Unity is restored to U.S. -- but only among elites

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U.S. President Joe Biden. Image credit: Gage Skidmore/Flickr

U.S. unity restored? There was much media rhapsodizing about a post-inaugural TV set piece between three U.S. ex-presidents from opposing parties -- Clinton, Bush and Obama -- on a "classical" background and actually getting along! It evoked James Garner, Jack Lemmon and Dan Aykroyd in the silly film My Fellow Americans having a seriocomic adventure as three ex-prezzes.

The trouble is, there's never been a lack of unity among U.S. political and economic elites. They've always got along; they agree on basics, if not details. The trick's been dragging enough of the rest of their nation with them. Trump managed to cleave off a sizable section of "non-college educated working-class whites," thus blowing up the superficial unity that earlier presidents relied on.

That's the essence of his right-wing populism -- an appeal to bigots and ignoramuses, plus former factory workers still shattered over losing everything to free trade. Their degradation into shock troops for a racist wannabe autocrat is the tragedy of what used to be called the American working class. Canadian poet Milton Acorn said, "I have always treated the working class as kings in exile." Trump treated them as chumps to advance his interests.

Now there's unity again, among the elites. But it won't end populism. Other Trumps -- not the bloated, deflated one struggling to salvage the golf clubs and hotels that few of the followers he "loves" could afford -- are already planning a renewed push. What's the point of unity if it doesn't do anything (aside from going to the moon and other one-offs) to improve people's lives?

That type of unity in its U.S. version at most benefits individuals, like Amanda Gorman, the precocious young poet hailed after the ceremony. The individual, like her, Obama or Kamala Harris, takes precedence over the social unit. Changing that would require programs like health care or debt relief on a broad scale, simultaneously obviating the need or expectation for another populist saviour. It's not unthinkable. It's readily found in other "advanced" nations. If you wanted, you could call it left populism, if it existed in the U.S.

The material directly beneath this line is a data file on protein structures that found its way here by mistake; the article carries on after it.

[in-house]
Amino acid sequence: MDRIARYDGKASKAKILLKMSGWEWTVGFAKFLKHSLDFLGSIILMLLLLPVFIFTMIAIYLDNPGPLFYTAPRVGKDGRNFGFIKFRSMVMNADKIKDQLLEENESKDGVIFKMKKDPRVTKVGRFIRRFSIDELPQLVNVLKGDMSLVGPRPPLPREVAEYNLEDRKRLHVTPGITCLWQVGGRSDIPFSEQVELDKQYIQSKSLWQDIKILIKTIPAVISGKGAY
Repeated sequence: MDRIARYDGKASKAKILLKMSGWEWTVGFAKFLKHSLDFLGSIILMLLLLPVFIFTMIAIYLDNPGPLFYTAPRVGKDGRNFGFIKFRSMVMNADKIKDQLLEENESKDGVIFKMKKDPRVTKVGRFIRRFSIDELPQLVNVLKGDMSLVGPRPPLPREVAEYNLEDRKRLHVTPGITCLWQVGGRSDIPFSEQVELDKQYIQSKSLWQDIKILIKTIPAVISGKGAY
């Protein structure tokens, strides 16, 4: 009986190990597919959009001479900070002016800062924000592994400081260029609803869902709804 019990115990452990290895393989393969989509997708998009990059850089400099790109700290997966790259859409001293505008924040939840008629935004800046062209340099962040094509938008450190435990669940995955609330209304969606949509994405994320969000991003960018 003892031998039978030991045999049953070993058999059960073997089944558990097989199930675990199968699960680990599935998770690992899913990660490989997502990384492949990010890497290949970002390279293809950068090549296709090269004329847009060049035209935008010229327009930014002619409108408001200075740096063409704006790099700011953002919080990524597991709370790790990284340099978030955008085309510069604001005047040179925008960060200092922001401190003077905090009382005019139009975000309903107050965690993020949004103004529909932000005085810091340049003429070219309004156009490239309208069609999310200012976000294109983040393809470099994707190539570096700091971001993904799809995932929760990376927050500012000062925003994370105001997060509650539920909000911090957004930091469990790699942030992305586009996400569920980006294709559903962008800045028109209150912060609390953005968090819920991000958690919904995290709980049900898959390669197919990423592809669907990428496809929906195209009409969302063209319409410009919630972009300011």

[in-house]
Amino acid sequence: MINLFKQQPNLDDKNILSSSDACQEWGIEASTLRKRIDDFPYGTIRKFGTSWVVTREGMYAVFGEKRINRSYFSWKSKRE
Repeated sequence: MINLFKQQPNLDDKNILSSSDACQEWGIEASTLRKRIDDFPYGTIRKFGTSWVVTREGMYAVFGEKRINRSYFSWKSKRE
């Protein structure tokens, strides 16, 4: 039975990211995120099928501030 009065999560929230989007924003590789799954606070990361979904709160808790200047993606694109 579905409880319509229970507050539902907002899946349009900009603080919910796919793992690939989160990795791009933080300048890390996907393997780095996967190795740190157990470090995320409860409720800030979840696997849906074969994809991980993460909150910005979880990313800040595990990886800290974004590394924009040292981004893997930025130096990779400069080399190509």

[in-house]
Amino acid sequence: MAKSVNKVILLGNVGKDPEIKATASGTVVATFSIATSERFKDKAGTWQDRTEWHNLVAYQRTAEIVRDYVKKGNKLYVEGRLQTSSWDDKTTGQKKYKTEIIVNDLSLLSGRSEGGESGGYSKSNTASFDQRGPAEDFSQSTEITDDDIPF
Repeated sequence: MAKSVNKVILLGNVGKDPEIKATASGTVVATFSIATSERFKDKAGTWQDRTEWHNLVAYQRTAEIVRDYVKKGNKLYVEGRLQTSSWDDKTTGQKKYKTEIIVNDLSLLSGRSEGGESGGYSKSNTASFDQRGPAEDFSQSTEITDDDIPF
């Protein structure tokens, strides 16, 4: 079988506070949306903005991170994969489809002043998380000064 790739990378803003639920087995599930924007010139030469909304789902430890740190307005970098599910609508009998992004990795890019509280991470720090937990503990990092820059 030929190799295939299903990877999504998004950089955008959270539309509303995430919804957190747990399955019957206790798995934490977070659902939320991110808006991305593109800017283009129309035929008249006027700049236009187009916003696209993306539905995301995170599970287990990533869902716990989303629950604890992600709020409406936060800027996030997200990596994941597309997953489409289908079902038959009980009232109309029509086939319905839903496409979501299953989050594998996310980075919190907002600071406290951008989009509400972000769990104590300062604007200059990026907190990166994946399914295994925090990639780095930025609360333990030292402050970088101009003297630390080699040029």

I wonder if that was on Bernie's mind as he sat alone in the bleachers after the big show, gazing into his mittens.

The prodigious religiosity of the U.S. was on show at the inauguration. Those sworn in bring their own Bibles. Joe Biden goes to mass first. "Amazing Grace" seems to be the national anthem. There's an opening prayer and closing benediction. Journalists say they never saw so much religion at the event.

The Senate race on which the future of the U.S. turned was won by a leftish Black pastor, Raphael Warnock, who leads Martin Luther King Jr.'s former Atlanta church. One of the intriguing aspects about current U.S. politics is the challenge from the once prominent progressive wing of U.S. Protestantism to the crude, "prosperity gospel," right-wing versions that now dominate politically.

Warnock says his economics is based on Matthew 25, much as the global campaign for debt relief has been rooted in the biblical Jubilee year laws.

Overall U.S. religiosity remains traditional, even backward. Fifty-five per cent say they pray daily versus 6 per cent in the U.K. Forty per cent hold a "strictly creationist" view of human origins and others embrace modified versions of creationism. That old-time religion is good enough for them. China, on the other hand, has 64 per cent for evolution. The U.S. is more in line with Saudi Arabia, where 75 per cent are creationists.

There is indeed something quasi-religious in the current U.S. political impasse: faith vs. faith, good vs. evil, absolutes clashing, no compromise. There's an echo of Europe's religious wars in the American "carnage" that Trump evoked at his own inauguration, then incited at this month's putsch. He used Twitter the way Martin Luther nailed his theses to the church door -- to promote heresies against official doctrine -- and got excommunicated for it.

Canadian media scholar Harold Innis felt Gutenberg's invention of the printing press circa 1440 (the Bible was the first book he printed) shut people up in their private reading worlds. This reduced the tolerance more typical to the collectively shared experiences of the preceding oral tradition, leading to fanaticism and over a century of gory religious war. Sounds like Twitter to me.

Rick Salutin writes about current affairs and politics. This column was first published in the Toronto Star.

Image credit: Gage Skidmore/Flickr

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